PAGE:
Premium content

To access premium content, please log in or set up a subscription. It's quick and easy.

More from Business Spectator


Please login or register to post comments

Comments Policy »
Stephen, I disagree that NAB's UK operations are well run (NAB's British balancing act, March 23).
The UK side is not well run at all. You just have to look at the NAB's accounts and note that they have $600 million of toxic debt.
Clyne is trying to sell "mark to market" will now no longer apply, what rubbish that is.
These guys in the UK went off the charts buying and selling CDOs, and the UK bank got stung. Put very simply, NAB can't get out without taking a 50 per cent hit on its UK assets.
And worst, most of its customers are in the north of the UK, not the south. Economic activity is dying in the north.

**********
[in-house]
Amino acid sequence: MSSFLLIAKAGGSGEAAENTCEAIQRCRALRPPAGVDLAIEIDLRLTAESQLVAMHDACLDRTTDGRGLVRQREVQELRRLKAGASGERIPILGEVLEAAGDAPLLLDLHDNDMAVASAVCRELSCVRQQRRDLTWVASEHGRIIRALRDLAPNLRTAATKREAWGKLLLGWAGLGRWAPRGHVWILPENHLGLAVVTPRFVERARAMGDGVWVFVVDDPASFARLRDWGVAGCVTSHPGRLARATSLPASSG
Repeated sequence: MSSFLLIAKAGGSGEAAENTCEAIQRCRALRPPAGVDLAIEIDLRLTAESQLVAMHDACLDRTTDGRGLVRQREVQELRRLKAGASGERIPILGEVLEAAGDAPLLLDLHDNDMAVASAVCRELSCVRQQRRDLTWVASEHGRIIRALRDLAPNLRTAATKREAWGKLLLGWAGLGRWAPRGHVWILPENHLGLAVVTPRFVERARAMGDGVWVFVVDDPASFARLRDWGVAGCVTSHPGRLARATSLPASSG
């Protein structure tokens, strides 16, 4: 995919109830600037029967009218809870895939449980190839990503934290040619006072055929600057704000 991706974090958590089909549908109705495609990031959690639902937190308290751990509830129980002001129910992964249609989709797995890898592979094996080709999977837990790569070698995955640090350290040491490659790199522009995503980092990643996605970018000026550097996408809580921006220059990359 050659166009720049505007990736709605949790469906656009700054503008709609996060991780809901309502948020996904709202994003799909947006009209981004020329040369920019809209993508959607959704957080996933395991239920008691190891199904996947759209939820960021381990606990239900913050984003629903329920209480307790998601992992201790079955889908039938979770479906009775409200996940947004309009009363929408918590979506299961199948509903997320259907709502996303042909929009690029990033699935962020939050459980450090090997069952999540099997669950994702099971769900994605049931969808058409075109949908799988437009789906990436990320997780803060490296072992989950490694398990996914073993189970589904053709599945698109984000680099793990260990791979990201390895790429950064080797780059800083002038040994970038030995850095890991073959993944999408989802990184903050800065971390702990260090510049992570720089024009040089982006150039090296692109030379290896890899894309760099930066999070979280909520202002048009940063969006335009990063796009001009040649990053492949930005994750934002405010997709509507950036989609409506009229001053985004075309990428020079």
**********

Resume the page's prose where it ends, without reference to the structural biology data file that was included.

So most of the NAB's UK arm can expect to go backwards sooner rather than later. NAB has been well and truly done like a dinner in the UK.
Buying at the top of the market and selling at the bottom doesn't seem to be a way to establish long term value (NAB's British balancing act, March 23). NAB has enough money, how about they fix their UK banks and then wait till no one is worried about anything again and then sell them to some sucker. London has been and remains addicted to hot money which is not a great sign for that nation (a country where the investment bankers are happy is almost certainly a country were everyone else is going to pay for it).
The NAB should bite the bullet and get out soon even if it does cost $2 billion (NAB's British balancing act, March 23). There is no point hanging on in a country that is going nowhere and with a business that is stagnating.